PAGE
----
The top surgical procedure reflects society’s pursuit of instant weight loss. More than 29,000 Canadians had liposuction in 2005, a 40 per cent increase over 2002 figures.
Breast augmentation is the second most common surgical procedure. More than 19,000 sought larger breasts, most using the new silicone gel.

Kaplan says the rise in non-sur­gical procedures is not just a fear of the knife, though that is a significant issue.

“You wear a bad facelift on your face,” she notes. But people are also drawn to the non-surgicals because they cost less and are more accessible.

You don’t have to see a plastic surgeon to get Botox injections, laser hair removal or a thread lift.

Many dermatologists and general practitioners are performing these types of services now. “You might as well get a menu when you go to the doctor’s office to see what could be done,” Kaplan says.

Besides Botox, there’s Fraxel, a new treatment that gets rid of brown spots like melasma, and Clearlight, which uses light to clear up acne.
Photorejuvenation, which is what Linda did, gets rid of brown age spots; Lipolight claims to melt the fat; and Zoom whitens teeth using high-intensity UV light. Then there are all the laser treatments.

A competitive market has also brought the price down.

Dr. Martin Braun, a Vancouver doctor, has dedicated his entire practice to non-surgical cosmetic enhancements. He claims to inject more Botox than any doctor in North America.

When Braun entered the Botox industry six years ago, he slashed by half the price other physicians charged.

“Now the price people pay in Vancouver is because of me,” he says.

Braun says people seeking enhancements prefer the non­surgical procedures because of the quick turnaround.

“There is no down time,” he says. “That is the mantra. They don’t have to go into biding any more.”

The non-surgical segment of the market is now so large that surgeons can no longer ignore it, he says. Out-patient procedures can account for up to one­third of a plastic surgeon’s business.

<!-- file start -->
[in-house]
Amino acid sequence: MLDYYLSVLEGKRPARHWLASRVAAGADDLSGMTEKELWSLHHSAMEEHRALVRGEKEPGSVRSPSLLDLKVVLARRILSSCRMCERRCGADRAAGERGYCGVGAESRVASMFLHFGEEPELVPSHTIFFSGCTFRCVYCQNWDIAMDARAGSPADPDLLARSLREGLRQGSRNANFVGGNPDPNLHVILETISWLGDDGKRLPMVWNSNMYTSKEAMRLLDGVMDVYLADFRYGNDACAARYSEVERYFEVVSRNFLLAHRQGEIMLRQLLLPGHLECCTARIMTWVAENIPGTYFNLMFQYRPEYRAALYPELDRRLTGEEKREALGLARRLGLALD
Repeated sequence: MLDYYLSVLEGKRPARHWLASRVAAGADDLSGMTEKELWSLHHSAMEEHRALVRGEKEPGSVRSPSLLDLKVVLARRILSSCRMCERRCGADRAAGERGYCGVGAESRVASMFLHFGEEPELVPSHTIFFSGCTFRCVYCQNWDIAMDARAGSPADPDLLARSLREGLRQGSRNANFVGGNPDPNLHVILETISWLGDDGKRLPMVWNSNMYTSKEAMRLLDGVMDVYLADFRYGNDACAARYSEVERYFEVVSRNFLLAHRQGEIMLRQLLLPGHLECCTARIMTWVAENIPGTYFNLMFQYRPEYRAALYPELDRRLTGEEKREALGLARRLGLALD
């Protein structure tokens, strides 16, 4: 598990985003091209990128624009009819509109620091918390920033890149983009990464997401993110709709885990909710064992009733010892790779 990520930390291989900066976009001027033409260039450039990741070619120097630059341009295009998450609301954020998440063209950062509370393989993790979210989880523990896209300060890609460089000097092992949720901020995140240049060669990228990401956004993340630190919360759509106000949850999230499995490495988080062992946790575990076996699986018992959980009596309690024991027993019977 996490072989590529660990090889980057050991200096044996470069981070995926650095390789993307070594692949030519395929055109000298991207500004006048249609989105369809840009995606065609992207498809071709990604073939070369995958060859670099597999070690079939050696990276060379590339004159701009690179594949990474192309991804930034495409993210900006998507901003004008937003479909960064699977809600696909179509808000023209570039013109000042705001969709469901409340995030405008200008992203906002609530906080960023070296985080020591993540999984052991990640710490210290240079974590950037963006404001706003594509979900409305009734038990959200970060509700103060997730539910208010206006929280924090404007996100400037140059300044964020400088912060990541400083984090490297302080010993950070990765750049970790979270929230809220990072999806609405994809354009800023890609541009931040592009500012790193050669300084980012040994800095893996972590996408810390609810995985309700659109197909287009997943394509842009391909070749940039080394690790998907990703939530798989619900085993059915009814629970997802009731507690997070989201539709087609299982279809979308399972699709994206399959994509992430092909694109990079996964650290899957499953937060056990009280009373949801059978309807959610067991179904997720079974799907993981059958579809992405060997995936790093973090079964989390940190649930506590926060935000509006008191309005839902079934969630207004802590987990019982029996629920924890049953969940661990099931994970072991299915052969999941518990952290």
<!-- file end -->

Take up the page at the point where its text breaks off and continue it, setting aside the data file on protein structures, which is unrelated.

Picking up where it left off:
“You can lift a face with just fillers,” he says. “It’s amazing what can be done with a needle these days.”

But like Kaplan, Braun says the clients will eventually submit to the knife. He says non­surgical procedures are good for people between the ages of 35 and 55. But at 60, they are enter­ing the surgical age.

Hollywood mavericks like Jane Fonda or Robert Redford, with their messages of graceful aging, may get headlines for their statements, but there aren’t many lining up behind them especially since Fonda, 68, recently admitted to “a little surgery,” which is believed to have involved removing the fat under her eyes. She had breast implants removed 16 years ago.

Bottom lifts and Botox are now the norm in celebrity circles – but some stars don’t seem to know when to stop. After getting a major body re-fit, Demi Moore was planning on having a knee lift. Ozzy Osbourne had his face and nose done. His wife Sharon has already invested $250,000 US into her body.

Meanwhile, for supermodel Linda Evangelista, beauty enhancement is just part of the job.

“It’s really important for me to be honest… l don’t look like I do in the pages of Vogue. I ‘think it’s okay to say I’m 41 and it’s work being me, It’s a lot of upkeep! I’m pro-cosmetic procedure. I use Botox, and I’m not afraid to say it… I do Thermage, a treatment to stimulate your collagen. For me, it’s just for enhancement, like hair colour or makeup or any other tricks you can do to make yourself feel better!’

Canadian statistics show that baby boomers, including 16.5 per cent of men, think much like Evangelista. It makes them feel better.

Download this article (PDF)

Read from source (archive)